The additional CD included in the package documents the Carnegie Hall concerts, which took place prior to the recording of The Stranger, and have never been released. The songs give you a really good idea of how Billy Joel’s working band sounded live in concert, and it’s amazing to think that the failure of this album could easily have made this all go away. It’s interesting to note, when the song “Just The Way You Are” is introduced (it was yet to appear on record), it’s to just a smattering of applause, and yet the song went on to win multiple Grammys as Song of the Year and Record of the Year! The DVD disc includes additional live material from the British TV show “The Old Whistle Stop,” and it really took me back and reminded me what a dynamic performer and incredibly gifted showman Billy Joel was back in the day. When the group plays the song “New York State Of Mind,” his sax player, Richie Cannata, plays an amazingly brilliant solo that left the audience breathless! The DVD also includes a fascinating 30-minute featurette on the making of the album and some of the back story surrounding the album and the genesis of many of the songs.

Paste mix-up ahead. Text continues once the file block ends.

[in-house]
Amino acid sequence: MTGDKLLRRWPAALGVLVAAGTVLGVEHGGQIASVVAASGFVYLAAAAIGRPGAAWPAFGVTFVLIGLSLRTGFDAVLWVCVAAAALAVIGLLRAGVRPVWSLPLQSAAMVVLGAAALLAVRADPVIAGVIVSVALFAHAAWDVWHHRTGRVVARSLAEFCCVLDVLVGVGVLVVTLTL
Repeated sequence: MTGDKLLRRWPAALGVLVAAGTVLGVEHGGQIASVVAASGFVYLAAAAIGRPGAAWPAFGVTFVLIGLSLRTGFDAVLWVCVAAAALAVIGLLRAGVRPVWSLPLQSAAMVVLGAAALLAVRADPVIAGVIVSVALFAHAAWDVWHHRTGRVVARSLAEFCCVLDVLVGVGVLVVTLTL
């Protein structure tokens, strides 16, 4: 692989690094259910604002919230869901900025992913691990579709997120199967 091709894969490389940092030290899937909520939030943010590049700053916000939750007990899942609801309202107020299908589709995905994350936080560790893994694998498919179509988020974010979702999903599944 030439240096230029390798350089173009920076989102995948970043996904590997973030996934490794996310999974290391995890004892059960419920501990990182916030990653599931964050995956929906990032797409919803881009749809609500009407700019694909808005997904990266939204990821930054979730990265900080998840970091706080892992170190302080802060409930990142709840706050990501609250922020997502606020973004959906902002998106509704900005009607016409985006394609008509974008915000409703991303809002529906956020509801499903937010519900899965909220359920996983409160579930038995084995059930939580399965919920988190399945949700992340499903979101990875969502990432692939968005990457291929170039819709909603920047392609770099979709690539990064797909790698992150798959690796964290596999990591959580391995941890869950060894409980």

This reissue was offered in two versions: the Deluxe Edition (reviewed here) differs from the standard version with the inclusion of the DVD, and amazingly luxurious packaging, which includes a really nice hardboard case and a deluxe, large-format book on varnished, heavy glossy stock. There’s also a full sized poster, and a facsimile of the booklet in which Billy Joel wrote all the lyrics to the album.
If you’re a fan of this album, or of just Billy Joel in general, I really encourage you to get the Deluxe Edition. It’s not that much more money than the standard issue, and I can’t begin to tell you how much more satisfying this reissue is than any other previous CD version. And the DVD is an incredibly entertaining watch. Very highly recommended – five stars!
CD 1: Movin’ Out (Anthony’s Song); The Stranger; Just The Way You Are; Scenes From An Italian Restaurant; Vienna; Only The Good Die Young; She’s Always A Woman; Get It Right The First Time; Everybody Has A Dream.
CD 2: Miami 2017; Prelude/Angry Young Man; New York State Of Mind; Just The Way You Are; She’s Got A Way; The Entertainer; Scenes From An Italian Restaurant; Captain Jack; I’ve Loved These Days; Say Goodbye To Hollywood; Souvenir.
DVD: Intro; Miami 2017; Movin’ Out (Anthony’s Song); New York State Of Mind; The Entertainer; She’s Always A Woman; Root Beer Rag; Just The Way You Are; Only The Good Die Young; Souvenir; Ain’t No Crime.
— Tom Gibbs